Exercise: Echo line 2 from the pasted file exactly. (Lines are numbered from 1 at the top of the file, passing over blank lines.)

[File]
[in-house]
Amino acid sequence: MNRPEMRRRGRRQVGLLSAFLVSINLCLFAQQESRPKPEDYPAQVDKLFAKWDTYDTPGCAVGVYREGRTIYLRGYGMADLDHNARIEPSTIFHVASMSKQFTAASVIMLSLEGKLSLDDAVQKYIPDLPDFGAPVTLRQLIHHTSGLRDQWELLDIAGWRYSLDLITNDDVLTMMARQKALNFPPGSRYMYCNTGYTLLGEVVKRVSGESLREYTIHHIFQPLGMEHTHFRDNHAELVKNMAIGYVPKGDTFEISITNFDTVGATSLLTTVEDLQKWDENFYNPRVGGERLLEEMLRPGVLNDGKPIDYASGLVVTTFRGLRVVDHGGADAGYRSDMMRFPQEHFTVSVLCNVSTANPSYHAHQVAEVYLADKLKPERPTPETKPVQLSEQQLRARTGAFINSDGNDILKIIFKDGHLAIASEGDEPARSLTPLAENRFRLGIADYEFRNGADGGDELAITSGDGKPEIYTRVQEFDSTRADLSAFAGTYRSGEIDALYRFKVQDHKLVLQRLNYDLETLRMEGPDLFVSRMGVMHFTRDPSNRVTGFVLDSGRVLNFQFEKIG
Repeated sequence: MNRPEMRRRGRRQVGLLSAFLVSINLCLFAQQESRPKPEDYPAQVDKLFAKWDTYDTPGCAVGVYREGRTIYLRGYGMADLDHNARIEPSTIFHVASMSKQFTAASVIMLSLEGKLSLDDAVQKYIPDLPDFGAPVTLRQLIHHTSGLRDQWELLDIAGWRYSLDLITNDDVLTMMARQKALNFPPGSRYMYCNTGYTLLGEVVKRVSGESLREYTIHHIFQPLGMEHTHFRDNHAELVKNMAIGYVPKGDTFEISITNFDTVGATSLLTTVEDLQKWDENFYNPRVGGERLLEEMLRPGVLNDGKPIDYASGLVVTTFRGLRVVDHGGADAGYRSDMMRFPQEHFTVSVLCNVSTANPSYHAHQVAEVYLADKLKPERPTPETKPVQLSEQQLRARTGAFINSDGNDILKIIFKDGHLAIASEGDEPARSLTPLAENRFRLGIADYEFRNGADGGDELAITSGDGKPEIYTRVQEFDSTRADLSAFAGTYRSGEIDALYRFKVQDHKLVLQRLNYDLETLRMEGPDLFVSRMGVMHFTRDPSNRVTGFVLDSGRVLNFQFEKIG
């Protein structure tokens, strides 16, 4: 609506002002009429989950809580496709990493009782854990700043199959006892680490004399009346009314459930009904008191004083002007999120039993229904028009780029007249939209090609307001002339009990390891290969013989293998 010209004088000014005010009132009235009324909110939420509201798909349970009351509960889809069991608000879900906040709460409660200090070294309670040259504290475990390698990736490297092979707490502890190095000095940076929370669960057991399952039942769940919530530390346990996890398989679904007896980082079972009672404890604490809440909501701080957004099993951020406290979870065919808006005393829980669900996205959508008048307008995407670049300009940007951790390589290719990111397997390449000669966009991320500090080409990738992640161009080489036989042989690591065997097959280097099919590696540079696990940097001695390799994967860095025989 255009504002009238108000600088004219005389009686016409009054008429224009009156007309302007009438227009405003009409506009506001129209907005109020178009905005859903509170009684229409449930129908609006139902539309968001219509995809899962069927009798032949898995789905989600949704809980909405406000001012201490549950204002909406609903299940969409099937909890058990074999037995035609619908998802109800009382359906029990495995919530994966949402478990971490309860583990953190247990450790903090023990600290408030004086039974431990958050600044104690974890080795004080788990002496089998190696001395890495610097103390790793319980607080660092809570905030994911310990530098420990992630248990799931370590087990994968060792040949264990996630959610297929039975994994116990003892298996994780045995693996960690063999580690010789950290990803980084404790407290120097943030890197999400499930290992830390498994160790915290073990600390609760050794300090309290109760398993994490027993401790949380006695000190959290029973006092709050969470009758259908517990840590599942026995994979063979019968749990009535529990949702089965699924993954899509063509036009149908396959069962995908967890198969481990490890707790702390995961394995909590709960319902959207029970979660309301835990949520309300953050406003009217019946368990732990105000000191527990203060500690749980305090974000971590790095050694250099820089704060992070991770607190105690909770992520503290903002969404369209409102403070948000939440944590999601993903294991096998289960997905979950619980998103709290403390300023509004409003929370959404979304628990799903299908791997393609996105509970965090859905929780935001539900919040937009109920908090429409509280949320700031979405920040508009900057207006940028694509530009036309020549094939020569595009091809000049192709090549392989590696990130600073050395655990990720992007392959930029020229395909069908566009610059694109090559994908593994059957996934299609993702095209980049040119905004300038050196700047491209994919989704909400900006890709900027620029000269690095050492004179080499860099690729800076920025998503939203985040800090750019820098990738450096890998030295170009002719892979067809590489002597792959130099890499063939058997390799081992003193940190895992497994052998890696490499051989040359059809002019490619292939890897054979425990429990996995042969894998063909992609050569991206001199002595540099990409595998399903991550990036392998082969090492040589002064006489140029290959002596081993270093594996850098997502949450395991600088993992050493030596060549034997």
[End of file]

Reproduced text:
Amino acid sequence: MNRPEMRRRGRRQVGLLSAFLVSINLCLFAQQESRPKPEDYPAQVDKLFAKWDTYDTPGCAVGVYREGRTIYLRGYGMADLDHNARIEPSTIFHVASMSKQFTAASVIMLSLEGKLSLDDAVQKYIPDLPDFGAPVTLRQLIHHTSGLRDQWELLDIAGWRYSLDLITNDDVLTMMARQKALNFPPGSRYMYCNTGYTLLGEVVKRVSGESLREYTIHHIFQPLGMEHTHFRDNHAELVKNMAIGYVPKGDTFEISITNFDTVGATSLLTTVEDLQKWDENFYNPRVGGERLLEEMLRPGVLNDGKPIDYASGLVVTTFRGLRVVDHGGADAGYRSDMMRFPQEHFTVSVLCNVSTANPSYHAHQVAEVYLADKLKPERPTPETKPVQLSEQQLRARTGAFINSDGNDILKIIFKDGHLAIASEGDEPARSLTPLAENRFRLGIADYEFRNGADGGDELAITSGDGKPEIYTRVQEFDSTRADLSAFAGTYRSGEIDALYRFKVQDHKLVLQRLNYDLETLRMEGPDLFVSRMGVMHFTRDPSNRVTGFVLDSGRVLNFQFEKIG